1. Give them a pay rise.
The downside: A $2,000 pay rise may equate to an increase in take home of only say $25 per week to your employee, not ground breaking. Plus, you’re then committed to that extra $2,000 ongoing.
2. Give them a bonus
The upside: A bonus is a one off, it’ll mean a lump sum goes to your employee (to some this is much more exciting than a trickle feed of $25 per week). It’s also not an ongoing commitment.
The downside: A lump sum payment can be harder on your cash flow.
3. Public praise
The downside: Some people can get really embarrassed and you can be seen to be playing favourites.
The upside: For those that love the spotlight, this praise in front of their colleagues can be worth more than gold.
4. Private praise
The upside: This is so easy to give, as long as you remember to and are sincere.
The downside: The words “come into my office I need to talk to you” may initially strike fear into your staff if they are more used to fire coming from your tongue than praise.
5. Home style praise
Sending a heart felt card or letter home to a staff member’s parents (for Gen Y’s) or to their partner or kids is a gorgeous way to show your appreciation.
The downside: sending the same letter to all your staff is just lazy and you’ll get busted.
The upside: having your staff member’s family feeling awesome about where their relative works and what type of person they work for.
6. Gifts galore
The upside: A well thought out gift is remembered and talked about, cultivating a stronger culture for your organisation. Using the “magic form” we developed in our organisation is an ideal way to get the low down on what would really delight your staff. Want a copy? Contact me here and I’ll send it to you: www.kirstydunphey.com/contact.html
The downside: A lame impersonal gift does nothing to cultivate the relationship going forward.
7. More responsibility / promotion
The upside: If you chose the right person to move forward in your organisation they’ll grow and shine with the responsibility.
The downside: Promote a person not yet ready into a management role and you’ll not only have issues with that person but with all they manage.
The staff member who knows that they can take off an afternoon to watch their kid’s swimming carnival and make it up later tends to value the organisation a lot more than the rigidity of always adhering to the letter of the law.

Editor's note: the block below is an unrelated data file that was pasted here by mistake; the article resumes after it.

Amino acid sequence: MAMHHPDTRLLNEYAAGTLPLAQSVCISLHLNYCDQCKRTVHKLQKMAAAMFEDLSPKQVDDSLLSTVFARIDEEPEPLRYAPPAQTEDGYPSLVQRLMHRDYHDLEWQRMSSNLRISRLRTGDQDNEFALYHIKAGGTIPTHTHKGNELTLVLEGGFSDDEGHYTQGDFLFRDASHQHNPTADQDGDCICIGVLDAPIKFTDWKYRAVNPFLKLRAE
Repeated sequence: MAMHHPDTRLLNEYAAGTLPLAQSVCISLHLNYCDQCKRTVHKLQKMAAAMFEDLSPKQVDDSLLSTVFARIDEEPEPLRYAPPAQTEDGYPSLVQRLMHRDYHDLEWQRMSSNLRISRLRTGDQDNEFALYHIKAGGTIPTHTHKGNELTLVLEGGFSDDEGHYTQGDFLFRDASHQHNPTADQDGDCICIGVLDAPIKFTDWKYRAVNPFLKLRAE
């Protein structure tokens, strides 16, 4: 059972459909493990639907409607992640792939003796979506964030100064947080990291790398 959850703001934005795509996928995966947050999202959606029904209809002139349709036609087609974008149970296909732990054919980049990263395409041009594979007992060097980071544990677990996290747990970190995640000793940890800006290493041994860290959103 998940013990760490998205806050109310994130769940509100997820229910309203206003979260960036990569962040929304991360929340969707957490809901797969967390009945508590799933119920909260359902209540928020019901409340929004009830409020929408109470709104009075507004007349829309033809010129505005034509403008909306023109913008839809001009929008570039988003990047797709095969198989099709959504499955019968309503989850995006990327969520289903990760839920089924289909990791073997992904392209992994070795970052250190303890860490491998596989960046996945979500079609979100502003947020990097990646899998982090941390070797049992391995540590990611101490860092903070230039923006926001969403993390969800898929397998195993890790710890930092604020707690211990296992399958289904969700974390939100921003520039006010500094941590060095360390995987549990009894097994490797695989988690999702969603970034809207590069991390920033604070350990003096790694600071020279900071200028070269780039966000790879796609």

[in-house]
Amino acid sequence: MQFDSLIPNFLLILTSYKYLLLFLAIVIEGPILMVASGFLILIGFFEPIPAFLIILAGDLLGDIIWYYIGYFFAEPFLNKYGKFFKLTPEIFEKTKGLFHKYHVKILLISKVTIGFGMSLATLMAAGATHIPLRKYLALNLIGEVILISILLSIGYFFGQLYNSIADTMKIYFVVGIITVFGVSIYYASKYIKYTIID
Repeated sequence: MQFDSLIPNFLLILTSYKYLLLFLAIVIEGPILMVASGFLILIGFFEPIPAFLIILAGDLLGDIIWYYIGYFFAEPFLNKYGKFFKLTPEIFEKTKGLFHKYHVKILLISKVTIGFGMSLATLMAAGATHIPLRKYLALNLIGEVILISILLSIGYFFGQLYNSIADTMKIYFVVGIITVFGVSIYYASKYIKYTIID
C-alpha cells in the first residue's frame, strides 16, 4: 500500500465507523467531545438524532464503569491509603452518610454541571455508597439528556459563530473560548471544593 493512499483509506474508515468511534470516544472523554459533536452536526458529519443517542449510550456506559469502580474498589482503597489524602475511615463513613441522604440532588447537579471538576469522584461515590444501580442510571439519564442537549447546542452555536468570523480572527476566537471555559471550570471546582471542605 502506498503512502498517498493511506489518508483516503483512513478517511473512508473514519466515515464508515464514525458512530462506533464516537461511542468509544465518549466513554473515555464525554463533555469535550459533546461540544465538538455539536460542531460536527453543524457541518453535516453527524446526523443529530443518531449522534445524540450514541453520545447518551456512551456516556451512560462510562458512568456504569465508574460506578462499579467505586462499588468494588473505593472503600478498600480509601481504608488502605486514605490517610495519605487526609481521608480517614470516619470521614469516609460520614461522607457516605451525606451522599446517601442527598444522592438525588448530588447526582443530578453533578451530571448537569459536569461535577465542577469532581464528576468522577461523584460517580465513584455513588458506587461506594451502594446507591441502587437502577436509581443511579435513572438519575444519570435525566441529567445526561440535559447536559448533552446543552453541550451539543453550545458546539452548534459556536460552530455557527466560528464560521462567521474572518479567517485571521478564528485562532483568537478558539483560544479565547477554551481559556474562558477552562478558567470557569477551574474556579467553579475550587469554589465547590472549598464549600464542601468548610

The upside: adding flexibility such as the above example, or allowing a staff member to start an hour early, or offering a day off per year for your staff to do charitable work can be easily implemented.
The downside: it takes management to monitor this to ensure flexibility doesn’t equal you being walked all over.
9. Train them / develop them
One of the greatest compliments you can give to a staff member is to say – I appreciate you and I want to see you develop and grow. Easy ways to do this: get a speaker/trainer into your office, do a training session yourself, go buy a book or buy one for each of your team members or set up a training library your staff can borrow from at any time.
10. Your time
One of the biggest complaints by staff in my experience is that “my manager doesn’t listen to me”.
The upside: It’s easy fixed if you know about it and care to take the time.
The manager’s dilemma?
You now have to pick the right reward for each of your individual team members. For the introverted person, public praise could be the worst thing they can think of. For some, throwing money at them when all they really want is a heart felt thanks could be a huge insult.
It’s not easy to reward appropriately, but the best manager’s try and try again until it becomes another skill in their talent war chest.
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Tuesday, March 3, 2009
1. Give them a pay rise.